The men and women who attend the Command and Staff College do not come here to learn basic soldier skills. The college is not a military training ground. We are concerned with the military leadership process, though ultimately that always comes down to the ability to maintain the monopoly on the use of force, governed by the rule of law, in the heat of battle. In the international law of armed conflict, the essence of being a soldier is the authorization to participate in military combat. Nobody except for the regular soldiers of a member state of the United Nations is allowed to take part in combat operations. In this way, the profession of soldier holds a special position – as do other professions in their own fields. So when we place military combat at the center of officer training, we are bound to examine the moral context. After all, combat is not an end in itself. It serves to attain military objectives in the context of an interlinked approach to achieving peace.

Deployment of the German Armed Forces in­side the country is frequently discussed in light of the threat from international terrorism. March of this year saw GETEX, the first joint exercise ­involving the police and the Bundeswehr. What role does counterterrorism cooperation between the German Armed Forces, police and other civilian institutions play in training at the Command and Staff College?

Hybrid scenarios – i.e. the perfidious idea of systematically organized destabilization of a community like ours through cyberattacks, disinformation, instrumentalization of sections of the population, etc., which is deliberately below the threshold of a state of war under international law – as well as the dangers of terrorist attacks must play a part in training at our college if we are to fulfill our responsibility. Essentially we shouldn’t rule out any ideas prematurely – especially at an academy whose coat of arms bears the motto “Mens agitat molem” (“Mind moves matter”). This year, for example, on our senior General Staff / Admiral Staff Officer course which has just finished, we conducted a strategic analysis to examine Germany’s role in territorial and Alliance defense, and tried to think in new ways.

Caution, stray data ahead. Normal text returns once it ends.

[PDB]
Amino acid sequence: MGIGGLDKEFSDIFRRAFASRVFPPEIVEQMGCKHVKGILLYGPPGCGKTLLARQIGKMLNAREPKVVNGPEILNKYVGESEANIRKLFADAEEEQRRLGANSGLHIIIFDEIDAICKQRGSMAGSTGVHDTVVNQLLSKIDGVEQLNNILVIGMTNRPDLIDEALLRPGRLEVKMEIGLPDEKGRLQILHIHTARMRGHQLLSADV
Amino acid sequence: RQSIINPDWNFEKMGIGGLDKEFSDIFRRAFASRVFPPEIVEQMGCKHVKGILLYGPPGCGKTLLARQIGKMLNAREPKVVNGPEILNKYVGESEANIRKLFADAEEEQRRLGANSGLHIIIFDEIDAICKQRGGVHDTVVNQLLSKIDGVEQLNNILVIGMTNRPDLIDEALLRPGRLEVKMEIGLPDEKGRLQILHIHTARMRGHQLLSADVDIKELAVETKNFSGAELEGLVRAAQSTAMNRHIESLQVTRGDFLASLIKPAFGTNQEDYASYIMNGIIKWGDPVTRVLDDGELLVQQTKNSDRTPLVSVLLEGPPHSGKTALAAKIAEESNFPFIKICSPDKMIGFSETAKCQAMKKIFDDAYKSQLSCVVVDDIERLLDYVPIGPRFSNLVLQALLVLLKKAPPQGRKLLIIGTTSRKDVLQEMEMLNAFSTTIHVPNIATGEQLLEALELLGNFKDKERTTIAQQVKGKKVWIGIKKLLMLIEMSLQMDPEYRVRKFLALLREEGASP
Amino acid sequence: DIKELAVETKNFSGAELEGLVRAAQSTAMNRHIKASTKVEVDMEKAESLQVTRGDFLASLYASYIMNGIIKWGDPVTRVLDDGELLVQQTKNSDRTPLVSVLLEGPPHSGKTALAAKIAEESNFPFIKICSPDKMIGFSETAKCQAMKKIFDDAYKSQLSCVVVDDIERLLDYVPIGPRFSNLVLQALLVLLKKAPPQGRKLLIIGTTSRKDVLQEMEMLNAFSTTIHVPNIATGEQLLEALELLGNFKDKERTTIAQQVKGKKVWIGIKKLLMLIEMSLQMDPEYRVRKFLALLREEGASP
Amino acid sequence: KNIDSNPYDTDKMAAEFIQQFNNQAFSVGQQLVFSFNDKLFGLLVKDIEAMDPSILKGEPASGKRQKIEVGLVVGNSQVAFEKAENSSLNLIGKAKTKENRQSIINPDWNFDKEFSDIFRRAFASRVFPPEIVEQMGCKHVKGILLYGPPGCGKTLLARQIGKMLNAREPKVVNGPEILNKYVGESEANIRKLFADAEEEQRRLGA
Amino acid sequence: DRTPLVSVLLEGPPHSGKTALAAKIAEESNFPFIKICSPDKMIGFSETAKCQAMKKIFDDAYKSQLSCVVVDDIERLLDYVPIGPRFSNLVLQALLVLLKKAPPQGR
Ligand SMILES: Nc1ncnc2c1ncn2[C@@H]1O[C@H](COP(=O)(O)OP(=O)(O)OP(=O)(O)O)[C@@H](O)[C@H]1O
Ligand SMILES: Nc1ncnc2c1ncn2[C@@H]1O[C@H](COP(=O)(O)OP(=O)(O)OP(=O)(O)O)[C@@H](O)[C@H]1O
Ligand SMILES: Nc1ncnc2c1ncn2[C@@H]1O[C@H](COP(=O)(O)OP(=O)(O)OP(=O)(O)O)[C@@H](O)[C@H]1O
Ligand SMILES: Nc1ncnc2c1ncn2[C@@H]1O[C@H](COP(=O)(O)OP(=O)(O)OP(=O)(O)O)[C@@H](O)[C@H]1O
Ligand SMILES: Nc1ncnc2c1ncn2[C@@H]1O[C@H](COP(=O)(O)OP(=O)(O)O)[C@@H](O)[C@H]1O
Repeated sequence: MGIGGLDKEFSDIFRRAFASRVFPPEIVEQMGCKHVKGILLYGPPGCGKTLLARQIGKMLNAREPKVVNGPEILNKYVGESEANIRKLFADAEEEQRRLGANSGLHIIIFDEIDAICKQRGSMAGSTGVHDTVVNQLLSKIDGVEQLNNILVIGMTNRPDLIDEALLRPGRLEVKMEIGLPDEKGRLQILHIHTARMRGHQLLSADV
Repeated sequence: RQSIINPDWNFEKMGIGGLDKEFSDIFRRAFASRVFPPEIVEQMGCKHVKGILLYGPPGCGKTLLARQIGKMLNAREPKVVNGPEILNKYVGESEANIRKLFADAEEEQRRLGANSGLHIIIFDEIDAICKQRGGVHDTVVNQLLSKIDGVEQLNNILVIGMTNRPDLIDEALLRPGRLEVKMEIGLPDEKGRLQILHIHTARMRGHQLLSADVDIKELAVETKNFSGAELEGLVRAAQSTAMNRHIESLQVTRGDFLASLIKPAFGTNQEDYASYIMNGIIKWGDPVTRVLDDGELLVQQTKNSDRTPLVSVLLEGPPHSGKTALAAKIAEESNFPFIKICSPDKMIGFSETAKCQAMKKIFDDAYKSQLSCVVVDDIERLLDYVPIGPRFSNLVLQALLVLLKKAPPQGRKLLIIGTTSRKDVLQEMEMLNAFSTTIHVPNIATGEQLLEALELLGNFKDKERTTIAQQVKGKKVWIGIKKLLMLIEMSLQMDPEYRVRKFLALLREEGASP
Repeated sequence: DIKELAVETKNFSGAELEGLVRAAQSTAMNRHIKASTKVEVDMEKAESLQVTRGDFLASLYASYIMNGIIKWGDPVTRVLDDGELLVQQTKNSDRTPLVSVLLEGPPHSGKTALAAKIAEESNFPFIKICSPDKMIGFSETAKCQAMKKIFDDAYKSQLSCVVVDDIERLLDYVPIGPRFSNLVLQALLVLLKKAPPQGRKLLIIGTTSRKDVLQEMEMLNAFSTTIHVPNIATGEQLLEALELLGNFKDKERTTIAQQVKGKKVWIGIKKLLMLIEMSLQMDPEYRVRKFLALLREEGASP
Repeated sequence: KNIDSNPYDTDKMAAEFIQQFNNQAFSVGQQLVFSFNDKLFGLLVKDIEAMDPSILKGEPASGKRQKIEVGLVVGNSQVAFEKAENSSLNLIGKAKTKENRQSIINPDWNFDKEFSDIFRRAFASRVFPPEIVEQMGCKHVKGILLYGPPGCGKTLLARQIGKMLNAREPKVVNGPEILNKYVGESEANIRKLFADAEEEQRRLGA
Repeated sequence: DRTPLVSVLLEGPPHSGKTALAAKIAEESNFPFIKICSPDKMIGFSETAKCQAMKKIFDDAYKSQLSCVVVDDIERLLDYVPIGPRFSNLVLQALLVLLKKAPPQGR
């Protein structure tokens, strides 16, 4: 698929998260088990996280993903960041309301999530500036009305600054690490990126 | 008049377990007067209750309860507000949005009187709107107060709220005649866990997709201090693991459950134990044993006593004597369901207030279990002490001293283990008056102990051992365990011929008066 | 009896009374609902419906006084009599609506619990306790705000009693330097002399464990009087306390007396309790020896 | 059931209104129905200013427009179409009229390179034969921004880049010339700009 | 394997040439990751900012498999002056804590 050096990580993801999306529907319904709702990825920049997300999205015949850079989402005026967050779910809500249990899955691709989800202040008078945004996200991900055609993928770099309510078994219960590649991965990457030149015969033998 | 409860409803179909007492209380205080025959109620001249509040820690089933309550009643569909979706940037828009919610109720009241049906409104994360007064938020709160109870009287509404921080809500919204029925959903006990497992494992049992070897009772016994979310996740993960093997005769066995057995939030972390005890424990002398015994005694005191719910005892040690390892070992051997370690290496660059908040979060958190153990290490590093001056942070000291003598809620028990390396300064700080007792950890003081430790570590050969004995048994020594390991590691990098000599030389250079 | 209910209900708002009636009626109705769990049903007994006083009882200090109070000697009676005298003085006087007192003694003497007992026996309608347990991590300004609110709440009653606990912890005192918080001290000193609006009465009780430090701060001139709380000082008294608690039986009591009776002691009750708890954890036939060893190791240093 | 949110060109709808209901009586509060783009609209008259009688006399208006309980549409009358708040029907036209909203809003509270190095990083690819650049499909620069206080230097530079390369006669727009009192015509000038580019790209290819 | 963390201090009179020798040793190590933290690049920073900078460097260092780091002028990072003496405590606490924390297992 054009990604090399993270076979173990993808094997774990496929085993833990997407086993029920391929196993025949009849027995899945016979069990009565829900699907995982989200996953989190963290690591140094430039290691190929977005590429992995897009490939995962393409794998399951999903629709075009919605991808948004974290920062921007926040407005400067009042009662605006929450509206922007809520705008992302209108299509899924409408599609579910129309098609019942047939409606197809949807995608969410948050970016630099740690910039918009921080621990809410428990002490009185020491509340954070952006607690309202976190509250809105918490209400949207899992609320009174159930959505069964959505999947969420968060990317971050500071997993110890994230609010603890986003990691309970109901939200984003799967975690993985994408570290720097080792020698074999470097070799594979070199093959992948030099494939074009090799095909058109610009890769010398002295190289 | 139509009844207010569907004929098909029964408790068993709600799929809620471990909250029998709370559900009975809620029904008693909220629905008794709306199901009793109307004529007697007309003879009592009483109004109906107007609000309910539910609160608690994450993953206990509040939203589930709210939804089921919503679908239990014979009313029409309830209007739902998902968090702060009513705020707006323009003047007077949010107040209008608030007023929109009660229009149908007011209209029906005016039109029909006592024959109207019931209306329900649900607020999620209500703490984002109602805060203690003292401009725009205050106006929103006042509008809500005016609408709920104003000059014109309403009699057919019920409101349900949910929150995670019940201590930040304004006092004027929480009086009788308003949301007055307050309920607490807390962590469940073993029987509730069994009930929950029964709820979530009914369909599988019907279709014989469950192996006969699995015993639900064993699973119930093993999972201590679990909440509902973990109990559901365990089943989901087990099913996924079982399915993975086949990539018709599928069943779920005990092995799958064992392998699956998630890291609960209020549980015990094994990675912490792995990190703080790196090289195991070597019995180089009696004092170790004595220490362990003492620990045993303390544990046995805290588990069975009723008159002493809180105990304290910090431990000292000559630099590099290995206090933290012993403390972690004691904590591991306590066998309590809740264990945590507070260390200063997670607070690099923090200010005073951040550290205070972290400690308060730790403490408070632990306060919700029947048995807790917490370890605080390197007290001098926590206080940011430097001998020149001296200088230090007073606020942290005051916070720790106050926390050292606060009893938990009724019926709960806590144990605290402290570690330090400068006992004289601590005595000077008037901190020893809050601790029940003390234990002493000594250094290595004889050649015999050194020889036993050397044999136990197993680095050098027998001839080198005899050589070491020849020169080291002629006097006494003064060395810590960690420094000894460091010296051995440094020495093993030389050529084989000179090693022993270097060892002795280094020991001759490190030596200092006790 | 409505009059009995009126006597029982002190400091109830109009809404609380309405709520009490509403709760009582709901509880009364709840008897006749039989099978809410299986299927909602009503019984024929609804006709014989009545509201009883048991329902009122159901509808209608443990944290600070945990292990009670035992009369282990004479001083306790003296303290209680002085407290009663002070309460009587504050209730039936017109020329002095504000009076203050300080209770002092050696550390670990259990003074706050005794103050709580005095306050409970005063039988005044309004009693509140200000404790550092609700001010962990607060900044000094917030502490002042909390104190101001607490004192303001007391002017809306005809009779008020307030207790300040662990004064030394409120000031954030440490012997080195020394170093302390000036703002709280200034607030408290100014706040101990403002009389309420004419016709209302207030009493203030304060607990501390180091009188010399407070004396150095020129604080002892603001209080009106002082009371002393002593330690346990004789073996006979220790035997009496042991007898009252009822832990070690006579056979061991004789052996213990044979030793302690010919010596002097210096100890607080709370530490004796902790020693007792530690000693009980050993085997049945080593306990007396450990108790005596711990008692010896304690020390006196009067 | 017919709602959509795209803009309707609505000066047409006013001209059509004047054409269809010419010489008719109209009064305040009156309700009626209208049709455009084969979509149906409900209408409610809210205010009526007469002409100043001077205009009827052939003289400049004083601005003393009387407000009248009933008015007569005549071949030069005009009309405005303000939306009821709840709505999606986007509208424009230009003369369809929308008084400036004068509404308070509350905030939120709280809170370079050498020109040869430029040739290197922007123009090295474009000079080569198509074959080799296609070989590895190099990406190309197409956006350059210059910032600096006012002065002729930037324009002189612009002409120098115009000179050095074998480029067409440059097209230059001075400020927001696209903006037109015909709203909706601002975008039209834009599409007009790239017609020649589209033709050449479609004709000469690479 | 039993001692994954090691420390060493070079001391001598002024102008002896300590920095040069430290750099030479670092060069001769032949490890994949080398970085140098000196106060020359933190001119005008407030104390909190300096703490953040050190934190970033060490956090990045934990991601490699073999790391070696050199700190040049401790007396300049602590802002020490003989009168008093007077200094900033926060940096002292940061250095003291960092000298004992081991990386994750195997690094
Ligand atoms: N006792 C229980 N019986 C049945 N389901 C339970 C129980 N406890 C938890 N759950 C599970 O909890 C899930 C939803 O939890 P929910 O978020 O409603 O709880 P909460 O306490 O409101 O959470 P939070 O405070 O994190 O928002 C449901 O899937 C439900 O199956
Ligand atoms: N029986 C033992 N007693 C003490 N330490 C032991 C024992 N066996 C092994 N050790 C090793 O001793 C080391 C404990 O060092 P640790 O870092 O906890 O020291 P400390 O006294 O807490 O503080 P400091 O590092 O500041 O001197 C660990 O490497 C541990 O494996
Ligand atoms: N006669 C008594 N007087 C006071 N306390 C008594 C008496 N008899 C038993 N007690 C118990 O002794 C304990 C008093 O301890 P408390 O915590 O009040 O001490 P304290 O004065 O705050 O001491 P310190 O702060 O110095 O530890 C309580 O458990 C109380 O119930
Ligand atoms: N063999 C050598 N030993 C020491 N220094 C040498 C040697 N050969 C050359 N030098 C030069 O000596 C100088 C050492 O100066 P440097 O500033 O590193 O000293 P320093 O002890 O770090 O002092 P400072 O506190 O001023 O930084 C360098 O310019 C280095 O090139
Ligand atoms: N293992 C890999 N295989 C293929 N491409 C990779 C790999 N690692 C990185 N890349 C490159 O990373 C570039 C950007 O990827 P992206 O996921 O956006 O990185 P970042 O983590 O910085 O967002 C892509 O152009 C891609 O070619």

Counterterrorism always involves tensions be­tween freedom and security. How do your course participants learn to deal with these tensions – both personally and as officers?

Today more than ever, course participants at our college are usually experienced leaders in military operations. We have young soldiers who have proven themselves in battle situations in Afghanistan and Mali, for example. So these women and men are familiar with dealing with such tensions. Through our work here at the college, we try to provide a framework for their continued personal development.

How do you deal yourself with these tensions?

My personal view is that freedom and security are not contradictory. In this world and in this life there will never be one without the other. On this point I am a real-world pacifist.

Thank you, Rear Admiral Carsten Stawitzki, for the candid interview.

Questions by Jan Peter Gülden